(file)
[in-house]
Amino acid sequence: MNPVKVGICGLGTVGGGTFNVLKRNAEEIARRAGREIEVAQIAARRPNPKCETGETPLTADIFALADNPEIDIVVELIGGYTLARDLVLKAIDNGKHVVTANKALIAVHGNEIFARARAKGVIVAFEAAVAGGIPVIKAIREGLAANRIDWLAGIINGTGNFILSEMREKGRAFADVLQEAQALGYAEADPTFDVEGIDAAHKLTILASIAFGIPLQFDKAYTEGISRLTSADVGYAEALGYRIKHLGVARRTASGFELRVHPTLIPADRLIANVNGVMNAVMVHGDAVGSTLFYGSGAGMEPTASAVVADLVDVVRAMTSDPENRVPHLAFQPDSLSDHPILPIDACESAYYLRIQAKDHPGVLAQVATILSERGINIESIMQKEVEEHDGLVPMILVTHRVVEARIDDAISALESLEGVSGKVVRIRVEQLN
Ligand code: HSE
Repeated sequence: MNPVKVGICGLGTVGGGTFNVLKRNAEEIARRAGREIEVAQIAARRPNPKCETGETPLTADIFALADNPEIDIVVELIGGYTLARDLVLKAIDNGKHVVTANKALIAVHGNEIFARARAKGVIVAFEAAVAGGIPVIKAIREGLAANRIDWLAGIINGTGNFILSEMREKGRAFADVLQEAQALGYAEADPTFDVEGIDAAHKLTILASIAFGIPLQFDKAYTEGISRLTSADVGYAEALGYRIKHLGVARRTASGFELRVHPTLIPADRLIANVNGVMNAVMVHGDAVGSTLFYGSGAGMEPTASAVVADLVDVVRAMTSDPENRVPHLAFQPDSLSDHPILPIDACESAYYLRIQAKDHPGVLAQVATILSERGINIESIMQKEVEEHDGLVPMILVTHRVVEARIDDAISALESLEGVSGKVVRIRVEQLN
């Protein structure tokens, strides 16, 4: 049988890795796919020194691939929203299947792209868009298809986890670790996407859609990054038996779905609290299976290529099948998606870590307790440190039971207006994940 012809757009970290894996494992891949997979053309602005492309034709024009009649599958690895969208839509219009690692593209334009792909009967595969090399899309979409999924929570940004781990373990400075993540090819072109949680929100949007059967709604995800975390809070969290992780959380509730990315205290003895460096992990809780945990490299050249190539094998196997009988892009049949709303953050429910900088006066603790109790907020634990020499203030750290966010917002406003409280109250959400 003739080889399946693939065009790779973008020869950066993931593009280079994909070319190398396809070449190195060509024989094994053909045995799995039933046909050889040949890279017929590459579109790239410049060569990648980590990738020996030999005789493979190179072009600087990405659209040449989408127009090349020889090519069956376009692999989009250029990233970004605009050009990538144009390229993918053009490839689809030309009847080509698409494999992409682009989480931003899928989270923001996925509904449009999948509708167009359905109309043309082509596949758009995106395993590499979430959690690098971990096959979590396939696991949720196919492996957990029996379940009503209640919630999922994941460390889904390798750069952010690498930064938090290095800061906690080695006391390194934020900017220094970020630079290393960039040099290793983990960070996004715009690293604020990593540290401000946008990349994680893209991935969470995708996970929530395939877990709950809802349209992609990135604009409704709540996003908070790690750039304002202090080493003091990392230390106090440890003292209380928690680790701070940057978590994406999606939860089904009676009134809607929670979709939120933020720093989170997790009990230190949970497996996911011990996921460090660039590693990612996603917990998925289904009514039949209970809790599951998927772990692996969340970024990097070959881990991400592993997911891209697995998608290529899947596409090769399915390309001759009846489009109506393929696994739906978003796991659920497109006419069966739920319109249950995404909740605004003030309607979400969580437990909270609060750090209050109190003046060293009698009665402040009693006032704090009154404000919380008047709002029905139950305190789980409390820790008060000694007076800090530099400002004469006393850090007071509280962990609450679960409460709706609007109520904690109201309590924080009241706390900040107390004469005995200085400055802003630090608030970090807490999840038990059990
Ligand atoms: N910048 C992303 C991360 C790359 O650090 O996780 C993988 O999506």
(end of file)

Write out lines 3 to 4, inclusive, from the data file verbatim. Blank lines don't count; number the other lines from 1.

Ligand code: HSE
Repeated sequence: MNPVKVGICGLGTVGGGTFNVLKRNAEEIARRAGREIEVAQIAARRPNPKCETGETPLTADIFALADNPEIDIVVELIGGYTLARDLVLKAIDNGKHVVTANKALIAVHGNEIFARARAKGVIVAFEAAVAGGIPVIKAIREGLAANRIDWLAGIINGTGNFILSEMREKGRAFADVLQEAQALGYAEADPTFDVEGIDAAHKLTILASIAFGIPLQFDKAYTEGISRLTSADVGYAEALGYRIKHLGVARRTASGFELRVHPTLIPADRLIANVNGVMNAVMVHGDAVGSTLFYGSGAGMEPTASAVVADLVDVVRAMTSDPENRVPHLAFQPDSLSDHPILPIDACESAYYLRIQAKDHPGVLAQVATILSERGINIESIMQKEVEEHDGLVPMILVTHRVVEARIDDAISALESLEGVSGKVVRIRVEQLN